A €100,000 transaction between Keith Schembri and his auditor Brian Tonna was “crazy” and should never have been allowed to take place, a former Pilatus Bank non-executive director told the Egrant inquiry.
The transaction, a suspected kickback on passport sales, has been the subject of a criminal inquiry since April 2017.
Mr Tonna has claimed the €100,000 transaction was a repayment of a “loan” given to him by the prime minister’s former chief of staff in 2012, after he went though a rough patch due to separation proceedings.
Philip Mercieca, a retired professional banker, told the Egrant inquiry that such a financial relationship between an auditor and his client was unheard of.
“It is crazy thinking about it again”, Mr Mercieca told inquiring magistrate Aaron Bugeja.
Mr Mercieca had confronted Mr Sadr about the bank’s relationship with Mr Schembri during a board meeting a day after slain journalist Daphne Caruana Galizia claimed the mystery Panama company Egrant was owned by Prime Minister Joseph Muscat’s wife Michelle.
The former bank chairman is facing a 125-year imprisonment in the US on money-laundering and sanctions-busting charges. He denies the charges.
No evidence linking Ms Muscat to the mystery company was uncovered by the Egrant inquiry.
The former banker said Mr Sadr played down the significance of Mr Schembri’s account at Pilatus.
He told the inquiry Mr Sadr said the prime minister’s then chief of staff only had a personal account which did not contain large balances at the bank.
Mr Mercieca said he was also assured by the bank’s former chairman that Pilatus no longer had any connection with Brian Tonna.
A leaked FIAU analytical report raised suspicions that a loan agreement presented to the bank to justify the two €50,000 payments was “bogus”. No trace of the original loan payment by Mr Schembri to Mr Tonna was ever found.
The obligation to repay the “loan” was later transferred to Willerby Trading, a British Virgin Islands shell company secretly owned by Mr Tonna.
Mr Mercieca told the inquiry that he was no longer comfortable being associated with the bank after Daphne Caruana Galizia claimed it was being used as a money-laundering vehicle.
“There are certain things I was not very happy with. The Keith Schembri connection, the Azerbaijan accounts. Those things I am not happy with anyway and I am not prepared to carry anyone.
No trace of the original loan payment by Mr Schembri to Mr Tonna ever found
“I am retired. I am 70 years old… I did not want to have anything to do with these allegations. I resigned with immediate effect,” Mr Mercieca said.
A wider police investigation into the bank’s transactions was ordered by Egrant magistrate Aaron Bugeja, who was since promoted to judge.
Mr Mercieca said he was aware from “outside sources” that Mr Sadr knew Prime Minister Joseph Muscat and was friends with his former chief of staff.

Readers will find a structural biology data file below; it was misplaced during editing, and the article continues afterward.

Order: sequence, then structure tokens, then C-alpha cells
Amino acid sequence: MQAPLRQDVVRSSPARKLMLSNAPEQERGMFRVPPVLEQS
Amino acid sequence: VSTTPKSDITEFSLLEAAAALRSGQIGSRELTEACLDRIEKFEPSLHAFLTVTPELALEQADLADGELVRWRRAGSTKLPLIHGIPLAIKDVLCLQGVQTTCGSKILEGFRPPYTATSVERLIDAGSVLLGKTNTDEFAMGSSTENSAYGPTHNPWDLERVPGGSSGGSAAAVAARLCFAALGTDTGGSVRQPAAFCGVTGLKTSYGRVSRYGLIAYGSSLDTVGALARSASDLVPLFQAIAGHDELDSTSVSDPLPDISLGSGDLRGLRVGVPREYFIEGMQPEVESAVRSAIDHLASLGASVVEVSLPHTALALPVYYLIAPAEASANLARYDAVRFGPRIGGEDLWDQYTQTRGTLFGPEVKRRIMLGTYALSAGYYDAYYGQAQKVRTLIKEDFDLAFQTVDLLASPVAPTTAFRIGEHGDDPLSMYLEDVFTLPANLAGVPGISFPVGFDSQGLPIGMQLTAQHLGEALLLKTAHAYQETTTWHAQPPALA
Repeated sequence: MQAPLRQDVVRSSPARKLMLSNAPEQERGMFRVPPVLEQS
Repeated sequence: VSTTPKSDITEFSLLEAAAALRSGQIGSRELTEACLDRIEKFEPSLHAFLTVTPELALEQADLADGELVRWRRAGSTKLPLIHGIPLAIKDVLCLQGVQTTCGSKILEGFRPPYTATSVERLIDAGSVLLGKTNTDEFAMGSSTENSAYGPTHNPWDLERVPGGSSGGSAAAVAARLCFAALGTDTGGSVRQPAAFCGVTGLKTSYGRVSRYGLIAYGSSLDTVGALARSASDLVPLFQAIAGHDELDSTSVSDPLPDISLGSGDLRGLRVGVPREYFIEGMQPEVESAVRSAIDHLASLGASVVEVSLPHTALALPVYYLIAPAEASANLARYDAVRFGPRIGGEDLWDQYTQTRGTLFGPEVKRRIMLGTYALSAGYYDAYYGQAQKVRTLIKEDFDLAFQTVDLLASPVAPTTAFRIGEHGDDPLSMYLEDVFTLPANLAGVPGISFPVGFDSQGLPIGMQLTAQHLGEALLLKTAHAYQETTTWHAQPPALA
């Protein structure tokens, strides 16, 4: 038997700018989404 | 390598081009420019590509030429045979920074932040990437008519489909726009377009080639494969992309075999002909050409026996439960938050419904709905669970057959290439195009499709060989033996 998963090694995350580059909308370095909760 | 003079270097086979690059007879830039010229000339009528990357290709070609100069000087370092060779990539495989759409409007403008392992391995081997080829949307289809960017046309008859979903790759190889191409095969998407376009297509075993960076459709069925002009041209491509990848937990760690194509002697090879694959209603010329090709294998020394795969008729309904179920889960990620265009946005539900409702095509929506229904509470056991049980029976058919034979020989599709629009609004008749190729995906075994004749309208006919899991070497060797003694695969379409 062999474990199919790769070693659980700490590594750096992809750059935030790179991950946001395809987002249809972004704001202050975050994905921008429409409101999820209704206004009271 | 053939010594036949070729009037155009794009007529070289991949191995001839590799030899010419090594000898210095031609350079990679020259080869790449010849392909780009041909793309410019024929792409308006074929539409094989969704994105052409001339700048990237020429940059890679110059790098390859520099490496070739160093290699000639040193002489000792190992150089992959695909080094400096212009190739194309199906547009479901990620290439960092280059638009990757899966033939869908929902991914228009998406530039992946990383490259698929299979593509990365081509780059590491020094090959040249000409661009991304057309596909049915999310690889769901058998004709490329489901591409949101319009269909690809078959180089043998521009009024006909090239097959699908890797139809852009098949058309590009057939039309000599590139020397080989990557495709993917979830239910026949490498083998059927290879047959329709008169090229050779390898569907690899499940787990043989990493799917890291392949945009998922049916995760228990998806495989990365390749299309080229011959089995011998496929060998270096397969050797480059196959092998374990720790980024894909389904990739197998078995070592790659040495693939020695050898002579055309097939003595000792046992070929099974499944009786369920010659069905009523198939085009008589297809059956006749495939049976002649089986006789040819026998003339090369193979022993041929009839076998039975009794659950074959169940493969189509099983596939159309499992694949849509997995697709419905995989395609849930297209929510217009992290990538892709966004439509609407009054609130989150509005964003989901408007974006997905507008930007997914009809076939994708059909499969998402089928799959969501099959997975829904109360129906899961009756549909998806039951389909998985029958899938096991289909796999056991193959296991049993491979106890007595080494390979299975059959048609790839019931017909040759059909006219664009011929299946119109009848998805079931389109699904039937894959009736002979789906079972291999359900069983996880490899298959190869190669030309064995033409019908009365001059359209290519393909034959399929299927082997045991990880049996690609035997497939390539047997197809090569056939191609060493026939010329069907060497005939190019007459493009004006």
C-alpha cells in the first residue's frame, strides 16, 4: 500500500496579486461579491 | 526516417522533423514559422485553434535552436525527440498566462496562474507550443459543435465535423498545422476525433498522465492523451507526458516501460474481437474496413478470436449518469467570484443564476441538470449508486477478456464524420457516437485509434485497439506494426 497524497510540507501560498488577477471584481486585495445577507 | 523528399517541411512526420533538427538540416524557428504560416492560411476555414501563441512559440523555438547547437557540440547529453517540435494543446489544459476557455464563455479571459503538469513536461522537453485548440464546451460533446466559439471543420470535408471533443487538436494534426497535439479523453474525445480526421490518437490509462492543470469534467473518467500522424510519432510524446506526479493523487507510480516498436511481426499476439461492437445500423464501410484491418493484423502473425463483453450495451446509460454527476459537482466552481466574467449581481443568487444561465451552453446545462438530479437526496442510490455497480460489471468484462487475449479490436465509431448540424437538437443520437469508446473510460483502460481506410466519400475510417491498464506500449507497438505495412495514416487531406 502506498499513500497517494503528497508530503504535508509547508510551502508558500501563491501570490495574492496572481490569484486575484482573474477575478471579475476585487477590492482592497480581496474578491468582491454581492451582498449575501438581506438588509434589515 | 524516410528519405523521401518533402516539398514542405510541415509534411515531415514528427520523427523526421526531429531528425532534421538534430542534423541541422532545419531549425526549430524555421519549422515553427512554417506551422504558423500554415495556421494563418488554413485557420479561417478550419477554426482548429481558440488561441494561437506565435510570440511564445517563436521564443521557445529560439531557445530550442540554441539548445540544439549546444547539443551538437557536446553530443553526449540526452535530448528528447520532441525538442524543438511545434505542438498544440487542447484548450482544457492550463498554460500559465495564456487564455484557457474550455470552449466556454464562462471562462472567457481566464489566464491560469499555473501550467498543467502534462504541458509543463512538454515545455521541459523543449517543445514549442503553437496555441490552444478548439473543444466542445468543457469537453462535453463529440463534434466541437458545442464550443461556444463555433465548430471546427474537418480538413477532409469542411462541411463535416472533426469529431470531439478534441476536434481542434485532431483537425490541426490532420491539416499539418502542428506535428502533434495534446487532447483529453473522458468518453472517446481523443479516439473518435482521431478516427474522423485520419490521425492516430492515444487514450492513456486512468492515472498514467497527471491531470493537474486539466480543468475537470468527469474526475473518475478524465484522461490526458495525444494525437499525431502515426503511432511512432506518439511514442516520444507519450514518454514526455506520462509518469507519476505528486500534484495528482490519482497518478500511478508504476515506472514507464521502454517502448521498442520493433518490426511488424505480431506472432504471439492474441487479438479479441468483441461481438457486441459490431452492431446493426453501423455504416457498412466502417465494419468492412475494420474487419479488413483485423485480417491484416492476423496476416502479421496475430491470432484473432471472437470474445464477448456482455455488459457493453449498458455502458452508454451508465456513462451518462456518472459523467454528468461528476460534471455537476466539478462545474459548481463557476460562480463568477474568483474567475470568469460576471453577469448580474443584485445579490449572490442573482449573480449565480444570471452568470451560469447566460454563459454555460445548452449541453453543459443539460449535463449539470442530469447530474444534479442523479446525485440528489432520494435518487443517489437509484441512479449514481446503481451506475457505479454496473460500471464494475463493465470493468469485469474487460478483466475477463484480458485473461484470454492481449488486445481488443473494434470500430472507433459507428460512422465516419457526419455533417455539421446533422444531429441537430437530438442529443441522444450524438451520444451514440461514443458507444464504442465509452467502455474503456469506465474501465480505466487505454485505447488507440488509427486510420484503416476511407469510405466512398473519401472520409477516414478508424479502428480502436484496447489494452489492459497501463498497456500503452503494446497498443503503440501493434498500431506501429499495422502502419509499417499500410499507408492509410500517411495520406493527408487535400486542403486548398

One time, Mr Sadr suddenly left a board meeting after saying that the prime minister had “sent for him”.
Dr Muscat and Mr Schembri both attended Mr Sadr’s wedding in 2015. Mr Sadr had also invited murder suspect Yorgen Fenech to his wedding.
Mr Mercieca said most of the clients at the now shuttered bank were referred to Pilatus by Ali Sadr.
Mr Mercieca, who used to chair Pilatus’ internal audit committee, said he had warned the bank’s board to steer clear of local politically exposed persons (PEPs).
Under money laundering laws, PEPs are automatically considered as high-risk clients.
PEP warning first sounded after Dalli approach
Mr Mercieca said he first sounded the warning about local PEPs after former EU Commissioner John Dalli approached another of the bank’s directors about opening an account.
He told the inquiry that as a non-executive director, he was not involved in the day-to-day running of the bank.
Mr Mercieca said he only found out Mr Dalli went on to open account after slain journalist Daphne Caruana Galizia highlighted it in her blog.
Forensic accountants found Mr Dalli’s account to have been largely dormant.
Mr Mercieca said Nexia BT managing partner Brian Tonna’s relationship with the bank had never been discussed at board level, though Mr Schembri’s connection was discussed towards the end.
The former Pilatus director said he started asking questions about certain relationships the bank had after the Panama Papers leaks in 2016.
He received confirmation from Pilatus Bank’s former head of legal and compliance, Claude-Anne Sant Fournier, that Mr Tonna had opened an account for Willerby Trading on November 28, 2014.
This account was closed on May 5, 2016, shortly after the Panama Papers leak revealed Mr Tonna’s ownership of Willerby Trading.
Critical FIAU report not seen by board
Mr Mercieca said things came to a head in April 2017, after he found out about the contents of an FIAU report finding serious shortcomings in the bank’s anti-money laundering procedures from the media.
“He [Ali Sadr] did not give us the [FIAU] letter. He did not give us the original letter they sent. I saw it for the first time in the media.”
The former banker said Mr Sadr had merely informed the board in 2016 that the FIAU’s conclusions from an onsite inspection that same year were flawed.
Former KPMG partner Juanita Bencini and Louis Degabriele from law firm Camilleri Preziosi were hired to rebut the FIAU’s findings.
Mr Mercieca said the bank’s former chairman went on to present a letter to the board from the FIAU, saying the explanations received were satisfactory.
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